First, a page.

The Violence Of Worldwide Violence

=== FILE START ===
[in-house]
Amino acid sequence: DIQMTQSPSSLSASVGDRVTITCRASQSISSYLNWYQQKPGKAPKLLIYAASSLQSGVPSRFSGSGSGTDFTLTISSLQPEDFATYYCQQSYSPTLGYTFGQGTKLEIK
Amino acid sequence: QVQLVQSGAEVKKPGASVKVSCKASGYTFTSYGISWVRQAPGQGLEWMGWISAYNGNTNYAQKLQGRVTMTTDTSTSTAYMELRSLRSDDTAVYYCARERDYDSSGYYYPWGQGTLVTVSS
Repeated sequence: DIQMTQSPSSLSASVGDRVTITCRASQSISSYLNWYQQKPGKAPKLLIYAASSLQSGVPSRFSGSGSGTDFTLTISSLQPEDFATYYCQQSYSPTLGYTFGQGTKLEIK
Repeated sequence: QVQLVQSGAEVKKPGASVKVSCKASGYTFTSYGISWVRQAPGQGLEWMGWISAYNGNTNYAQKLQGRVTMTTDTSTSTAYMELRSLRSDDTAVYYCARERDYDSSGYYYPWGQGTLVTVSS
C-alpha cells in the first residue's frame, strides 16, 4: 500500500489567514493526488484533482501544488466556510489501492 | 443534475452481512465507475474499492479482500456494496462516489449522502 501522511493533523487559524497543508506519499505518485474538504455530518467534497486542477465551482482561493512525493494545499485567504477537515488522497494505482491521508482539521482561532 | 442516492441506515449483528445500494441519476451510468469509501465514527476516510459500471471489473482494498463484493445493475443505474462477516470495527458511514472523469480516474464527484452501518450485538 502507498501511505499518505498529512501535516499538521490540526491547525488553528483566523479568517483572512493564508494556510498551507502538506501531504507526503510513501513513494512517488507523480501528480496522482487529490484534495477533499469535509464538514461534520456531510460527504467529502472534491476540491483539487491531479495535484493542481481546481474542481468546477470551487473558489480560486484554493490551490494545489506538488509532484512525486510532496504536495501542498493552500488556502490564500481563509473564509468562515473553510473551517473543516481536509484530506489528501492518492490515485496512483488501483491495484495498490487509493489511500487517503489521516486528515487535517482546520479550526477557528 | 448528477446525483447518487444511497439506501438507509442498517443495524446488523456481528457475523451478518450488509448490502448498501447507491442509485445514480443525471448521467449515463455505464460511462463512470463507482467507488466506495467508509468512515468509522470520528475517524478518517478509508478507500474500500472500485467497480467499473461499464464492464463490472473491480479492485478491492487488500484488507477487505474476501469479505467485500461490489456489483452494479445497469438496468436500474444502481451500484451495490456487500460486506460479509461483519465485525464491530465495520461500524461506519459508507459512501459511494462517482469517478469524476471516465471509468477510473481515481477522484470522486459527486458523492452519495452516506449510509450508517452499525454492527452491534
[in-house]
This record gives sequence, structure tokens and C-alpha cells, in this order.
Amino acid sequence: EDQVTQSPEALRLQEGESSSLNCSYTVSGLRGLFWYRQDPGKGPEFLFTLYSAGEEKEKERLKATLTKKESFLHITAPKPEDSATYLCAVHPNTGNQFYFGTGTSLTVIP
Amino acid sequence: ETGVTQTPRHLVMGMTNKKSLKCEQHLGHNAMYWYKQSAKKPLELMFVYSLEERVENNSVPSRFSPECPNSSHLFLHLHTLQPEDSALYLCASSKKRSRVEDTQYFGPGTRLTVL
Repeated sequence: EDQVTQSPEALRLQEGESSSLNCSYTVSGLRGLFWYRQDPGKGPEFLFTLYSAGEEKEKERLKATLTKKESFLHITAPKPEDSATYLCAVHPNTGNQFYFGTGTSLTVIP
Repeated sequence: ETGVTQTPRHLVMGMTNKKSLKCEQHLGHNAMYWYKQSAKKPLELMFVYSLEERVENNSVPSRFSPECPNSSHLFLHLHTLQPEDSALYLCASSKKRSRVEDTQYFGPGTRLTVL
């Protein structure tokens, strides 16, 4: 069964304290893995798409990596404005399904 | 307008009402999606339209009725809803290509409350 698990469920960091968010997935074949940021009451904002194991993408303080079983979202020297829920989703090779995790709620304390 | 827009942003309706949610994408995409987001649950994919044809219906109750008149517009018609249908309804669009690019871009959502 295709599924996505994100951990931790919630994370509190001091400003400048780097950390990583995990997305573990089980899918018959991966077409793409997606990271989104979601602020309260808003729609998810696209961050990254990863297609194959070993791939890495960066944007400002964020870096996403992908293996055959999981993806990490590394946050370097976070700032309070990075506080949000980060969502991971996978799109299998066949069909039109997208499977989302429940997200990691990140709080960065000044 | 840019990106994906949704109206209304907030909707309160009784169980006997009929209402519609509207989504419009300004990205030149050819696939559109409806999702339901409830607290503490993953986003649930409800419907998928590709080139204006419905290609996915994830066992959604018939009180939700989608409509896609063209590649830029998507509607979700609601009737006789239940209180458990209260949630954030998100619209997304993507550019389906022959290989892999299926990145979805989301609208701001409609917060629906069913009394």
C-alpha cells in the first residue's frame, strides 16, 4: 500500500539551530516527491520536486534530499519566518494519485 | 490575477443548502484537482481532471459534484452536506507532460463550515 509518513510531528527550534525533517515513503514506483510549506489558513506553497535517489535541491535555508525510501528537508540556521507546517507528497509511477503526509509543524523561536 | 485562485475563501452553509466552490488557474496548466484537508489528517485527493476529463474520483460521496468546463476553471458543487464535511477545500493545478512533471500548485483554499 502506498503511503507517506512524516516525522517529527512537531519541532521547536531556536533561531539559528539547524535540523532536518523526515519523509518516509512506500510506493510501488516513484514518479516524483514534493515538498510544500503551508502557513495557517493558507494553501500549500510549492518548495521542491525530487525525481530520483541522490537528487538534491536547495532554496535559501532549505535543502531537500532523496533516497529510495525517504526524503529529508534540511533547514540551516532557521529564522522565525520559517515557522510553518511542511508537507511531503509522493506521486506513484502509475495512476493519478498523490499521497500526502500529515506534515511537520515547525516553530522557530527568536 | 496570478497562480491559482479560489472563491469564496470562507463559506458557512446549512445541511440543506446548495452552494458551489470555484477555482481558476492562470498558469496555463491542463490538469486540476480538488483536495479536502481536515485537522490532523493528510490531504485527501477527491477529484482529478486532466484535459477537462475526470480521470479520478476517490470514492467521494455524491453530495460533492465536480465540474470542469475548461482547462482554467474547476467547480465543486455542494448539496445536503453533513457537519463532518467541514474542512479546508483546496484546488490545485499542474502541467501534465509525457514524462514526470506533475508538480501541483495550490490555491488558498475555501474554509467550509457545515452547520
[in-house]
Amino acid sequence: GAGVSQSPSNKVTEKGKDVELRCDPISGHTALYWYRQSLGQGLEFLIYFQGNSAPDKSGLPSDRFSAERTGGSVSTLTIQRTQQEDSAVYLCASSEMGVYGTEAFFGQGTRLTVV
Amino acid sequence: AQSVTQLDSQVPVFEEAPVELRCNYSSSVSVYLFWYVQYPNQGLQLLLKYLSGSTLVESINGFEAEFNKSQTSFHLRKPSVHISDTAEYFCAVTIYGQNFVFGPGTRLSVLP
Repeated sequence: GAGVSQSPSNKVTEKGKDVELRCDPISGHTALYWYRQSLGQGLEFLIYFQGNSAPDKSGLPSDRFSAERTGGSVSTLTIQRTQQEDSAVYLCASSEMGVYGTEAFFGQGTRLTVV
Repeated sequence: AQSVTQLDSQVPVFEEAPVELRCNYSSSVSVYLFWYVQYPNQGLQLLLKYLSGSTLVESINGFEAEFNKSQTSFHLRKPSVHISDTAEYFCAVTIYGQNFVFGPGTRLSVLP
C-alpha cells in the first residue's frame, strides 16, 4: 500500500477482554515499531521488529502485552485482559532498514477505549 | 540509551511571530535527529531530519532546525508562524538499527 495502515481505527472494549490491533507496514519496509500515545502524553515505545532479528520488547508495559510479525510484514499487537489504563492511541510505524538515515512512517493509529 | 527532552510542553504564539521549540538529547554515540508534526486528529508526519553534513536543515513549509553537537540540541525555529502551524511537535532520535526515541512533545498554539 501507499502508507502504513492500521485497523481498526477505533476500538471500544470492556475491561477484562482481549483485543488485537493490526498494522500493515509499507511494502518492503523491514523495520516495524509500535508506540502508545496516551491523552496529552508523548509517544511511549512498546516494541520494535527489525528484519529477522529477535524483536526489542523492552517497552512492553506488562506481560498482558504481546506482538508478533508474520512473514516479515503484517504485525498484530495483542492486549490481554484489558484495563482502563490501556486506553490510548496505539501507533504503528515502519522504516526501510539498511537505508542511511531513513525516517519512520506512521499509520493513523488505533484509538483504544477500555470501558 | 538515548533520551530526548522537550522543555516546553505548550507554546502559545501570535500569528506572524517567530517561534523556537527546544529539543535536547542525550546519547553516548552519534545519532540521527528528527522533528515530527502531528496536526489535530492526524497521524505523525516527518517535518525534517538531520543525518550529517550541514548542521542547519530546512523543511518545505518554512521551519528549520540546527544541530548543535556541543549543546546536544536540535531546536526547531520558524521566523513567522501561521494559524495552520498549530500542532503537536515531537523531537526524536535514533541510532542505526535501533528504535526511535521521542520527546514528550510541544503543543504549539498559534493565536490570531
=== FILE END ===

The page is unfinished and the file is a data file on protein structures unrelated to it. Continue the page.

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Worldwide violence is on an all-time rise. We see this in the newspapers, on the television, and all over the internet. However, workplace violence or WPV in healthcare is not something that tends to be in the general public’s eye. Yet WPV is a growing epidemic made evident by the passing of the Girgenti/Madden bill. The bill upgraded the penalties for assaulting healthcare workers from assault to aggravated assault. Such charges had long been afforded to law enforcement officers, firefighters, teachers, and even judges. OSHA defines WPV as “any act or threat of physical violence, harassment, intimidation, or other threatening disruptive behavior that occurs at the work site. It ranges from threats and verbal abuse to physical assaults and even homicide. It can affect and involve employees, clients, customers and visitors” (para. 1). Chapman, Perry, Styles, and Combs (2009) found that 75% of sampled nurses had experienced WPV within a 12-month period. Of these WPV cases 92% were verbal abuse, 69% physical threats, and 52% were physical assaults (p. 482). Speroni, Fitch, Dawson, Dugan, and Atherton (2014) conducted a comparative study with similar results. Of 762 nurses surveyed 76% had experienced WPV. When narrowed down to only emergency room nurses 96.7% had experienced WPV (p. 220). According to the CDC violence in a healthcare setting are more likely to occur in psychiatric wards, emergency rooms, waiting rooms, and geriatric units (para. 11). WPV can
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